Fall open enrollment is upon us, and plan sponsors and administrators are preparing to provide their employees with the required notices related to their health and welfare plans. Notice and disclosure obligations for health and welfare plans have become increasingly complex, with some information being required at initial enrollment and others required annually. Although insurers and third-party administrators may prepare or distribute these notices, ultimately the responsibility for compliance often rests with the plan sponsor or plan administrator.
Some of the notices routinely included in open enrollment materials are listed below.
Continue reading “Navigating Open Enrollment Notice Requirements”
It’s hard to believe August is already here, and with 2021 annual enrollment and year-end rapidly approaching, there are a number of issues health and welfare plan sponsors should be thinking about now.
Here’s a list of some of the most important items:
- SMMs. Have you issued a summary of material modifications (SMM) for any changes you’ve made to your plan for COVID-19 testing/ treatment and for telemedicine?
- Deadline extensions. Have you talked to your vendors about the extensions the agencies created between March 1, 2020, and the end of the pandemic period (as yet unknown) for COBRA, special enrollment and claims periods? Have you added information regarding the deadline extension to any claim and appeal responses issued during the pandemic period?
- Plan amendments. Do you need to amend your plans for any of the following? (Note that many of these plan amendments are not required to be completed until 2021, but you may wish to address them sooner.)
- Increasing the health flexible spending account carryover from $500 to $550
- Allowing retroactive pre-tax deductions for special enrollments on account of birth or adoption during the pandemic period for those enrolling late under the deadline extensions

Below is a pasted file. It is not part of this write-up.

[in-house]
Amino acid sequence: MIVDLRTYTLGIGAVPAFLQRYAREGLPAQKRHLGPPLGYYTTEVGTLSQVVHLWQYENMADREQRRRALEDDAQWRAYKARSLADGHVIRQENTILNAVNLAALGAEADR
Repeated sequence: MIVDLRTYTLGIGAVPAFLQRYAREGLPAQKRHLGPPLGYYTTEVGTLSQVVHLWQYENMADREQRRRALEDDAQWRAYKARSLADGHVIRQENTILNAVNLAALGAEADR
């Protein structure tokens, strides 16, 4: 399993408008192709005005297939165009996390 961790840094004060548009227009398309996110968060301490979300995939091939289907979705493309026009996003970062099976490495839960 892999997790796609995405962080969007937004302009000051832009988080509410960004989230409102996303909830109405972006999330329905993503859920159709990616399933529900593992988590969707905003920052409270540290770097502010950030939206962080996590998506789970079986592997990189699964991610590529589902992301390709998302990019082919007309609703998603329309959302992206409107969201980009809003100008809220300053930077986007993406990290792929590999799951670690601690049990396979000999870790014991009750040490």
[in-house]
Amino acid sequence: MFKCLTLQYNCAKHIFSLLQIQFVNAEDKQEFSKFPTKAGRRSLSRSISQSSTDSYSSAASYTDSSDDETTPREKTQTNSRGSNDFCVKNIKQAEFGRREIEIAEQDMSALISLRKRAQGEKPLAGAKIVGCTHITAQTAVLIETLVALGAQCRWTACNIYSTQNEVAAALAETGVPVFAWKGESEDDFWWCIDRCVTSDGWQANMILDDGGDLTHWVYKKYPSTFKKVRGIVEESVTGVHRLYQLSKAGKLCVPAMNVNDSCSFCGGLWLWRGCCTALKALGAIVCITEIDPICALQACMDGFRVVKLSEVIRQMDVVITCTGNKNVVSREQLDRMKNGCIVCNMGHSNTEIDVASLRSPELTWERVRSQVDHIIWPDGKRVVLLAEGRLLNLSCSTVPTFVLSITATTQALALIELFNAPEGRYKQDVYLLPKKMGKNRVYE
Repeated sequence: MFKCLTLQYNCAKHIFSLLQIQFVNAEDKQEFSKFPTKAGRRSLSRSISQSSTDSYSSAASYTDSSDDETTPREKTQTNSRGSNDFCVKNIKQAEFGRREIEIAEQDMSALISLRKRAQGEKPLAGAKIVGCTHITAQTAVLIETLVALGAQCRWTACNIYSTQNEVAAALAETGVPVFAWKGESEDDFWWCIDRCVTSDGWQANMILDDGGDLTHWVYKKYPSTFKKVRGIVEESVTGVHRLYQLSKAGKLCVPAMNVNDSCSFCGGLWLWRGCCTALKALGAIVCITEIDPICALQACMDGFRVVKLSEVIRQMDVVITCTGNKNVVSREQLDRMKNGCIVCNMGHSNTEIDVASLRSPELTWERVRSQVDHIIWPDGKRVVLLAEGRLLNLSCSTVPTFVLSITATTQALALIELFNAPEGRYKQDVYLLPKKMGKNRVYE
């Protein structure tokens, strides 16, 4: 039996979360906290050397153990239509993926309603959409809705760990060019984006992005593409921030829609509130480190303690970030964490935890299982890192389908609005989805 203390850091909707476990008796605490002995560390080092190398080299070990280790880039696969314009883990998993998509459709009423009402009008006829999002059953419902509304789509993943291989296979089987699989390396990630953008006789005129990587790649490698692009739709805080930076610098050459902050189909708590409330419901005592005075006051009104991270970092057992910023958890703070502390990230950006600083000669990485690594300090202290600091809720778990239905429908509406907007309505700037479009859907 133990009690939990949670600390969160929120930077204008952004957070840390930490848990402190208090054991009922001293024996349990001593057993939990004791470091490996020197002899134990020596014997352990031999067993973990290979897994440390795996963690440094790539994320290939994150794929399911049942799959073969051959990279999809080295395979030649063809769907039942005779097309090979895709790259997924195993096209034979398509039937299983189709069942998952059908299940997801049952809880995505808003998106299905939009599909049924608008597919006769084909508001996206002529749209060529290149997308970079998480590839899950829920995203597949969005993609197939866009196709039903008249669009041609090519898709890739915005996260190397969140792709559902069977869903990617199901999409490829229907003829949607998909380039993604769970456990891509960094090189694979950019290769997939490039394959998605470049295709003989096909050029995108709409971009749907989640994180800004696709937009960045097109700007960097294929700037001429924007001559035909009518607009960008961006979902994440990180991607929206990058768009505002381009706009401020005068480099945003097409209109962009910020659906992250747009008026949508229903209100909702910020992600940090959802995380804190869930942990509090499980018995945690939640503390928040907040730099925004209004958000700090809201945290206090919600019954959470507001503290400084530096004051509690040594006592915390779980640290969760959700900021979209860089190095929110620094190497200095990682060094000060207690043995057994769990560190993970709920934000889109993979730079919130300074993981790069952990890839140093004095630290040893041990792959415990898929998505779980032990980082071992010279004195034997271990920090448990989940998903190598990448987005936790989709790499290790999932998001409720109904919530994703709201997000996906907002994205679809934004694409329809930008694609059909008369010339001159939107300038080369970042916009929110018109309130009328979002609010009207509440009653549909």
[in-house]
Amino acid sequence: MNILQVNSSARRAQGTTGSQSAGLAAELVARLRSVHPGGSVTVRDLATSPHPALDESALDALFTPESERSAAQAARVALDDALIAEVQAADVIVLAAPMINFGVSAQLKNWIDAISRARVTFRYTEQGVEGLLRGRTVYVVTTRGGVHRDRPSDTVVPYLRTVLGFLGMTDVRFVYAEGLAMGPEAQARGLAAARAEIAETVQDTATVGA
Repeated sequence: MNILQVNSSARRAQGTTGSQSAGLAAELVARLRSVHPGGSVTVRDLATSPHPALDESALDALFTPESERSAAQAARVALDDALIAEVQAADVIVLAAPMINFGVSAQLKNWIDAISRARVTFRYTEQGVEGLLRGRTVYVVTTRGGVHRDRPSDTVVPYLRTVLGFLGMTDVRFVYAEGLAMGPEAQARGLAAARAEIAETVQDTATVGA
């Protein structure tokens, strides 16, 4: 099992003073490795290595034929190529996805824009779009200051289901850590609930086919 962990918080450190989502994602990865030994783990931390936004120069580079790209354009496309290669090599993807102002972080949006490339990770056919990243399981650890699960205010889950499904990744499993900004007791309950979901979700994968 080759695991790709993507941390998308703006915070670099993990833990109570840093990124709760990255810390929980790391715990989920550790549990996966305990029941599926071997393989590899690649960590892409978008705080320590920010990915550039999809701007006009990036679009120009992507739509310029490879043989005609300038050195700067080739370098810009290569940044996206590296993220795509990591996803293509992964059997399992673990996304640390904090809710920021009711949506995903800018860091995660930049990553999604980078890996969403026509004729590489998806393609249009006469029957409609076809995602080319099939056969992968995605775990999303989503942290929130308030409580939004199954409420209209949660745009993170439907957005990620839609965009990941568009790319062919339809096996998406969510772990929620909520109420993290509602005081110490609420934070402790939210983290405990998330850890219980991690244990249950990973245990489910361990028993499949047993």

- Allowing employees to enroll, change or revoke their existing health plan elections for 2020
- Allowing employees to decrease or increase their existing dependent care and/or health flexible spending account elections for 2020
- Reflecting any plan changes as a result of furloughs (such as continuing coverage that would otherwise end)
- For a plan year or grace period ending in 2020, giving participants until 12/31/20 to incur eligible health and/or dependent care expenses
- Allowing your health flexible spending account to cover over-the-counter drugs and menstrual care products (beginning as early as 1/1/20).
- COBRA. Have you reviewed your COBRA notices for accuracy/conformance to the COBRA regulations in light of increased litigation in this area? Have you updated your COBRA notice for the new Department of Labor models published in May 2020 that address coordination of COBRA with Medicare?
- Premium refunds. Have you received any premium refunds/rebates from insurers or third-party administrators due to favorable claims experience during the pandemic? If so, are you aware of and following the fiduciary guidelines regarding such refunds?
- Wellness plans. Will employees be able to complete any biometric screenings required to obtain wellness credits? If not, do you need to make any changes to your wellness program?
- Employer Shared Responsibility. If you use the lookback measurement method, how are you treating coverage for employees who are furloughed during their stability period? How are you counting the furlough period for purposes of the measurement-period hours calculation?
If you need assistance in thinking through these issues, please contact your Faegre Drinker attorney with questions.